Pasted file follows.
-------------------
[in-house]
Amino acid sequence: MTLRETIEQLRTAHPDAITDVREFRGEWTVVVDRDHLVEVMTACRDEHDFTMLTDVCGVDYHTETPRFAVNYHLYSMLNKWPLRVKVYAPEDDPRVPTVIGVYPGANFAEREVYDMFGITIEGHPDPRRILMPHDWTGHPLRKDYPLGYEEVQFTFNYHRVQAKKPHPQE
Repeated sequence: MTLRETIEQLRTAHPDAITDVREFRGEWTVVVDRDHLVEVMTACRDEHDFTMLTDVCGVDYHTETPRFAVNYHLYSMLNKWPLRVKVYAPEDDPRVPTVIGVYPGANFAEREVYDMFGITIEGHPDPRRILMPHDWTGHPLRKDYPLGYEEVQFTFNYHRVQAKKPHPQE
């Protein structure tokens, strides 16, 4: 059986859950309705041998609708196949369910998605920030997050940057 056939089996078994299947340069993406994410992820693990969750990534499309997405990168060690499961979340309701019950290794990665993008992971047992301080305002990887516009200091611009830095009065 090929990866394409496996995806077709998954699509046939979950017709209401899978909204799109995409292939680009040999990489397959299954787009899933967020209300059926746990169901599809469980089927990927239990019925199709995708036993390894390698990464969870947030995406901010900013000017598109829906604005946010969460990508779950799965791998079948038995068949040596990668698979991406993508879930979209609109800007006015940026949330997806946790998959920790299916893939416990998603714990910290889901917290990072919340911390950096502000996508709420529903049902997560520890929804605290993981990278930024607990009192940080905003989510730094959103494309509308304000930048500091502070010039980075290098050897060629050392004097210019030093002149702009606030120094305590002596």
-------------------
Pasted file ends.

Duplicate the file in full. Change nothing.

[in-house]
Amino acid sequence: MTLRETIEQLRTAHPDAITDVREFRGEWTVVVDRDHLVEVMTACRDEHDFTMLTDVCGVDYHTETPRFAVNYHLYSMLNKWPLRVKVYAPEDDPRVPTVIGVYPGANFAEREVYDMFGITIEGHPDPRRILMPHDWTGHPLRKDYPLGYEEVQFTFNYHRVQAKKPHPQE
Repeated sequence: MTLRETIEQLRTAHPDAITDVREFRGEWTVVVDRDHLVEVMTACRDEHDFTMLTDVCGVDYHTETPRFAVNYHLYSMLNKWPLRVKVYAPEDDPRVPTVIGVYPGANFAEREVYDMFGITIEGHPDPRRILMPHDWTGHPLRKDYPLGYEEVQFTFNYHRVQAKKPHPQE
């Protein structure tokens, strides 16, 4: 059986859950309705041998609708196949369910998605920030997050940057 056939089996078994299947340069993406994410992820693990969750990534499309997405990168060690499961979340309701019950290794990665993008992971047992301080305002990887516009200091611009830095009065 090929990866394409496996995806077709998954699509046939979950017709209401899978909204799109995409292939680009040999990489397959299954787009899933967020209300059926746990169901599809469980089927990927239990019925199709995708036993390894390698990464969870947030995406901010900013000017598109829906604005946010969460990508779950799965791998079948038995068949040596990668698979991406993508879930979209609109800007006015940026949330997806946790998959920790299916893939416990998603714990910290889901917290990072919340911390950096502000996508709420529903049902997560520890929804605290993981990278930024607990009192940080905003989510730094959103494309509308304000930048500091502070010039980075290098050897060629050392004097210019030093002149702009606030120094305590002596």